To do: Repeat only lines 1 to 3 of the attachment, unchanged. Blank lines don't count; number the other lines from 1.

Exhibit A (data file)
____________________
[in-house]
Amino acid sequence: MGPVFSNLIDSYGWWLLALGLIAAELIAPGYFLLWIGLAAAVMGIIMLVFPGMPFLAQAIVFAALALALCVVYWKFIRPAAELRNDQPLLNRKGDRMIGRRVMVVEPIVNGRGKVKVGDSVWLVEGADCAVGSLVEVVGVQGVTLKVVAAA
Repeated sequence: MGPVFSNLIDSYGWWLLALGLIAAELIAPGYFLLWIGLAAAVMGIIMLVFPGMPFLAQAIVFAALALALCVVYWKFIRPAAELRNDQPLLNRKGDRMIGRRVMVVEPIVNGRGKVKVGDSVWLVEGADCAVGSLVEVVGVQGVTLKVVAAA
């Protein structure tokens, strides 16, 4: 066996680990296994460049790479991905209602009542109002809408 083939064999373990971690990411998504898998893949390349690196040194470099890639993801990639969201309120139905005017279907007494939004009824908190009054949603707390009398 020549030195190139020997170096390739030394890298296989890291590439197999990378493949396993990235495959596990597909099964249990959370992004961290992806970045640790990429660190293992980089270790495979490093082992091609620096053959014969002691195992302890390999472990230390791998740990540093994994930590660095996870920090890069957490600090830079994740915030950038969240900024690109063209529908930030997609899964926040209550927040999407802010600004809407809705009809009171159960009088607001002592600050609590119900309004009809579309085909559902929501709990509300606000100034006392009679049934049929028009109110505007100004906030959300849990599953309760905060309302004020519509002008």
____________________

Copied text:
[in-house]
Amino acid sequence: MGPVFSNLIDSYGWWLLALGLIAAELIAPGYFLLWIGLAAAVMGIIMLVFPGMPFLAQAIVFAALALALCVVYWKFIRPAAELRNDQPLLNRKGDRMIGRRVMVVEPIVNGRGKVKVGDSVWLVEGADCAVGSLVEVVGVQGVTLKVVAAA
Repeated sequence: MGPVFSNLIDSYGWWLLALGLIAAELIAPGYFLLWIGLAAAVMGIIMLVFPGMPFLAQAIVFAALALALCVVYWKFIRPAAELRNDQPLLNRKGDRMIGRRVMVVEPIVNGRGKVKVGDSVWLVEGADCAVGSLVEVVGVQGVTLKVVAAA